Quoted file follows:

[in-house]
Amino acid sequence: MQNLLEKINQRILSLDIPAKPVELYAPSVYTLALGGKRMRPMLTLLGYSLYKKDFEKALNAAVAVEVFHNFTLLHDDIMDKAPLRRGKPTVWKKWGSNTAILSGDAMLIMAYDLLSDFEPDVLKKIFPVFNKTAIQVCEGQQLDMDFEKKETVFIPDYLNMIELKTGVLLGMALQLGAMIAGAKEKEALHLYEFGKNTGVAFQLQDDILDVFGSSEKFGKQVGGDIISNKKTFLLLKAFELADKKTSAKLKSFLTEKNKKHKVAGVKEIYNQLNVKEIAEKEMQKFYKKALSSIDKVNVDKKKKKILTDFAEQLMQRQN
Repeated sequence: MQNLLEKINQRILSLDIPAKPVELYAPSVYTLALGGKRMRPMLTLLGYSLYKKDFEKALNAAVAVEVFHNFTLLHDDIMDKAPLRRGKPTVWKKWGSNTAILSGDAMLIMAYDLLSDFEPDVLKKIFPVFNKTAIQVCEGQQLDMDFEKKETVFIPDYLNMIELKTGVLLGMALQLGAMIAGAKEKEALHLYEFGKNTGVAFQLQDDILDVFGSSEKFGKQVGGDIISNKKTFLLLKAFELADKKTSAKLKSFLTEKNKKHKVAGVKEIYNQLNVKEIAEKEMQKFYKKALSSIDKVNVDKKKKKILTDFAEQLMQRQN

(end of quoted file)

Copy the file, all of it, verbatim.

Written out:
[in-house]
Amino acid sequence: MQNLLEKINQRILSLDIPAKPVELYAPSVYTLALGGKRMRPMLTLLGYSLYKKDFEKALNAAVAVEVFHNFTLLHDDIMDKAPLRRGKPTVWKKWGSNTAILSGDAMLIMAYDLLSDFEPDVLKKIFPVFNKTAIQVCEGQQLDMDFEKKETVFIPDYLNMIELKTGVLLGMALQLGAMIAGAKEKEALHLYEFGKNTGVAFQLQDDILDVFGSSEKFGKQVGGDIISNKKTFLLLKAFELADKKTSAKLKSFLTEKNKKHKVAGVKEIYNQLNVKEIAEKEMQKFYKKALSSIDKVNVDKKKKKILTDFAEQLMQRQN
Repeated sequence: MQNLLEKINQRILSLDIPAKPVELYAPSVYTLALGGKRMRPMLTLLGYSLYKKDFEKALNAAVAVEVFHNFTLLHDDIMDKAPLRRGKPTVWKKWGSNTAILSGDAMLIMAYDLLSDFEPDVLKKIFPVFNKTAIQVCEGQQLDMDFEKKETVFIPDYLNMIELKTGVLLGMALQLGAMIAGAKEKEALHLYEFGKNTGVAFQLQDDILDVFGSSEKFGKQVGGDIISNKKTFLLLKAFELADKKTSAKLKSFLTEKNKKHKVAGVKEIYNQLNVKEIAEKEMQKFYKKALSSIDKVNVDKKKKKILTDFAEQLMQRQN